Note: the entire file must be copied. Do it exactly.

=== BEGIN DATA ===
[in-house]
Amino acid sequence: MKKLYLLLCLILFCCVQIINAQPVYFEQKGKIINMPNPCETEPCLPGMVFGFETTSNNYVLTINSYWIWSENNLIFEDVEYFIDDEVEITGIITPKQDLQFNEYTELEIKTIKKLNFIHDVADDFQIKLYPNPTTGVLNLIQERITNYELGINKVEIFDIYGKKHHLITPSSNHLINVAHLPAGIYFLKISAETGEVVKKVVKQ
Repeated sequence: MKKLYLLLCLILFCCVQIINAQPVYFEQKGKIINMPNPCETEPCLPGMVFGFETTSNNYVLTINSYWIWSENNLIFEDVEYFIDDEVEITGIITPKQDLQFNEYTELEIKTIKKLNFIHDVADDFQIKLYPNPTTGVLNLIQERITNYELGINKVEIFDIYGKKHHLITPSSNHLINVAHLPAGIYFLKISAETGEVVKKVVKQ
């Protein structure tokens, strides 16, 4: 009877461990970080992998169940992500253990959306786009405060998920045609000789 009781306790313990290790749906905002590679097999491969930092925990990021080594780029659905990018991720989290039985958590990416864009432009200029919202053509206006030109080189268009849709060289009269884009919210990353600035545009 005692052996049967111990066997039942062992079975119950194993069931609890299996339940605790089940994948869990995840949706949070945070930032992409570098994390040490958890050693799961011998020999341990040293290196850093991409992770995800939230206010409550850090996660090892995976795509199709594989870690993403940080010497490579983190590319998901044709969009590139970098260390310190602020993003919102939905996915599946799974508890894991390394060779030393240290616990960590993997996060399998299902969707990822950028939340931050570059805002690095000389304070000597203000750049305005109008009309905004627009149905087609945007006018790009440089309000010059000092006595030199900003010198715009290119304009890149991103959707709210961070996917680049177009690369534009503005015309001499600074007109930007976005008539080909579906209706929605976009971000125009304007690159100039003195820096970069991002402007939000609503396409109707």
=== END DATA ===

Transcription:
[in-house]
Amino acid sequence: MKKLYLLLCLILFCCVQIINAQPVYFEQKGKIINMPNPCETEPCLPGMVFGFETTSNNYVLTINSYWIWSENNLIFEDVEYFIDDEVEITGIITPKQDLQFNEYTELEIKTIKKLNFIHDVADDFQIKLYPNPTTGVLNLIQERITNYELGINKVEIFDIYGKKHHLITPSSNHLINVAHLPAGIYFLKISAETGEVVKKVVKQ
Repeated sequence: MKKLYLLLCLILFCCVQIINAQPVYFEQKGKIINMPNPCETEPCLPGMVFGFETTSNNYVLTINSYWIWSENNLIFEDVEYFIDDEVEITGIITPKQDLQFNEYTELEIKTIKKLNFIHDVADDFQIKLYPNPTTGVLNLIQERITNYELGINKVEIFDIYGKKHHLITPSSNHLINVAHLPAGIYFLKISAETGEVVKKVVKQ
């Protein structure tokens, strides 16, 4: 009877461990970080992998169940992500253990959306786009405060998920045609000789 009781306790313990290790749906905002590679097999491969930092925990990021080594780029659905990018991720989290039985958590990416864009432009200029919202053509206006030109080189268009849709060289009269884009919210990353600035545009 005692052996049967111990066997039942062992079975119950194993069931609890299996339940605790089940994948869990995840949706949070945070930032992409570098994390040490958890050693799961011998020999341990040293290196850093991409992770995800939230206010409550850090996660090892995976795509199709594989870690993403940080010497490579983190590319998901044709969009590139970098260390310190602020993003919102939905996915599946799974508890894991390394060779030393240290616990960590993997996060399998299902969707990822950028939340931050570059805002690095000389304070000597203000750049305005109008009309905004627009149905087609945007006018790009440089309000010059000092006595030199900003010198715009290119304009890149991103959707709210961070996917680049177009690369534009503005015309001499600074007109930007976005008539080909579906209706929605976009971000125009304007690159100039003195820096970069991002402007939000609503396409109707």